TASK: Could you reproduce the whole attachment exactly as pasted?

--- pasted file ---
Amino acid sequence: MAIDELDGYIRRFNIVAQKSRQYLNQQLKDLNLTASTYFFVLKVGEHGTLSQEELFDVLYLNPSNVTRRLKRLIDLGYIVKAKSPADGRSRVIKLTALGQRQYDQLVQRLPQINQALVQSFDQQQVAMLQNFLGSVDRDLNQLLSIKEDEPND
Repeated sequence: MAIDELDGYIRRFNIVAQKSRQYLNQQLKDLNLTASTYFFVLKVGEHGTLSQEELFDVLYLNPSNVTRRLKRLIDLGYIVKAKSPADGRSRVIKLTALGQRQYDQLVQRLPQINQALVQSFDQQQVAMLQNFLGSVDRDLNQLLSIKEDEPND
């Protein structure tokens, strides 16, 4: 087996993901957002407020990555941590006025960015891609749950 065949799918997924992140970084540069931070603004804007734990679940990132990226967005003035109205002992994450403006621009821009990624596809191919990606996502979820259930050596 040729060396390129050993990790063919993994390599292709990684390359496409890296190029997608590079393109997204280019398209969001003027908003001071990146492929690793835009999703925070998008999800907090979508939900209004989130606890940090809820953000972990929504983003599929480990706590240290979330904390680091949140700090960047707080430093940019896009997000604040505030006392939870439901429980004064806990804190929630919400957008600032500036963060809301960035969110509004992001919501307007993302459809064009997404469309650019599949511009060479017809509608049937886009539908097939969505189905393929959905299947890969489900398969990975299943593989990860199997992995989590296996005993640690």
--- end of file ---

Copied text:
Amino acid sequence: MAIDELDGYIRRFNIVAQKSRQYLNQQLKDLNLTASTYFFVLKVGEHGTLSQEELFDVLYLNPSNVTRRLKRLIDLGYIVKAKSPADGRSRVIKLTALGQRQYDQLVQRLPQINQALVQSFDQQQVAMLQNFLGSVDRDLNQLLSIKEDEPND
Repeated sequence: MAIDELDGYIRRFNIVAQKSRQYLNQQLKDLNLTASTYFFVLKVGEHGTLSQEELFDVLYLNPSNVTRRLKRLIDLGYIVKAKSPADGRSRVIKLTALGQRQYDQLVQRLPQINQALVQSFDQQQVAMLQNFLGSVDRDLNQLLSIKEDEPND
């Protein structure tokens, strides 16, 4: 087996993901957002407020990555941590006025960015891609749950 065949799918997924992140970084540069931070603004804007734990679940990132990226967005003035109205002992994450403006621009821009990624596809191919990606996502979820259930050596 040729060396390129050993990790063919993994390599292709990684390359496409890296190029997608590079393109997204280019398209969001003027908003001071990146492929690793835009999703925070998008999800907090979508939900209004989130606890940090809820953000972990929504983003599929480990706590240290979330904390680091949140700090960047707080430093940019896009997000604040505030006392939870439901429980004064806990804190929630919400957008600032500036963060809301960035969110509004992001919501307007993302459809064009997404469309650019599949511009060479017809509608049937886009539908097939969505189905393929959905299947890969489900398969990975299943593989990860199997992995989590296996005993640690």